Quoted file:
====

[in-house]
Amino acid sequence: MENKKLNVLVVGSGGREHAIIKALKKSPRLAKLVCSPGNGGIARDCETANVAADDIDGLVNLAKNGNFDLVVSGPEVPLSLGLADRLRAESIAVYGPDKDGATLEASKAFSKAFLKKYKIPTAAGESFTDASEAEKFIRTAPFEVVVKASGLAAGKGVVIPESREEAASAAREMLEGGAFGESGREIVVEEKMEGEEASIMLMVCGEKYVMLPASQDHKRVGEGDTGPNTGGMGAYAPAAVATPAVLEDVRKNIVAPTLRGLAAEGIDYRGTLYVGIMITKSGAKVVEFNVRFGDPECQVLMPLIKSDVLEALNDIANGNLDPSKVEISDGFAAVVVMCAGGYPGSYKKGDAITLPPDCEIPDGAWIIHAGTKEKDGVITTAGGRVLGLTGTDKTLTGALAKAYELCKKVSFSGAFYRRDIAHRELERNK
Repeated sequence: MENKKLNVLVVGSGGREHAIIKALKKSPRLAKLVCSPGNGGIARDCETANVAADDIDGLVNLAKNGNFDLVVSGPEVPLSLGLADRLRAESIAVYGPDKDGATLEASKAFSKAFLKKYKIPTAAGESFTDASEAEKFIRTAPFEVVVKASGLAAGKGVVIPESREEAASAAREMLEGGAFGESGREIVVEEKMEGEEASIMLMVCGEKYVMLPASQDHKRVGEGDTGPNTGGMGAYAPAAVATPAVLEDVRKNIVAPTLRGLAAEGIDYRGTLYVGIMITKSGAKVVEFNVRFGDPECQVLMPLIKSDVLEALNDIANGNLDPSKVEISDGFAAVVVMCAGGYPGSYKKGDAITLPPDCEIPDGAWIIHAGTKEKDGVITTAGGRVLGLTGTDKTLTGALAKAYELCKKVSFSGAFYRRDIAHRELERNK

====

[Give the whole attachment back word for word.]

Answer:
[in-house]
Amino acid sequence: MENKKLNVLVVGSGGREHAIIKALKKSPRLAKLVCSPGNGGIARDCETANVAADDIDGLVNLAKNGNFDLVVSGPEVPLSLGLADRLRAESIAVYGPDKDGATLEASKAFSKAFLKKYKIPTAAGESFTDASEAEKFIRTAPFEVVVKASGLAAGKGVVIPESREEAASAAREMLEGGAFGESGREIVVEEKMEGEEASIMLMVCGEKYVMLPASQDHKRVGEGDTGPNTGGMGAYAPAAVATPAVLEDVRKNIVAPTLRGLAAEGIDYRGTLYVGIMITKSGAKVVEFNVRFGDPECQVLMPLIKSDVLEALNDIANGNLDPSKVEISDGFAAVVVMCAGGYPGSYKKGDAITLPPDCEIPDGAWIIHAGTKEKDGVITTAGGRVLGLTGTDKTLTGALAKAYELCKKVSFSGAFYRRDIAHRELERNK
Repeated sequence: MENKKLNVLVVGSGGREHAIIKALKKSPRLAKLVCSPGNGGIARDCETANVAADDIDGLVNLAKNGNFDLVVSGPEVPLSLGLADRLRAESIAVYGPDKDGATLEASKAFSKAFLKKYKIPTAAGESFTDASEAEKFIRTAPFEVVVKASGLAAGKGVVIPESREEAASAAREMLEGGAFGESGREIVVEEKMEGEEASIMLMVCGEKYVMLPASQDHKRVGEGDTGPNTGGMGAYAPAAVATPAVLEDVRKNIVAPTLRGLAAEGIDYRGTLYVGIMITKSGAKVVEFNVRFGDPECQVLMPLIKSDVLEALNDIANGNLDPSKVEISDGFAAVVVMCAGGYPGSYKKGDAITLPPDCEIPDGAWIIHAGTKEKDGVITTAGGRVLGLTGTDKTLTGALAKAYELCKKVSFSGAFYRRDIAHRELERNK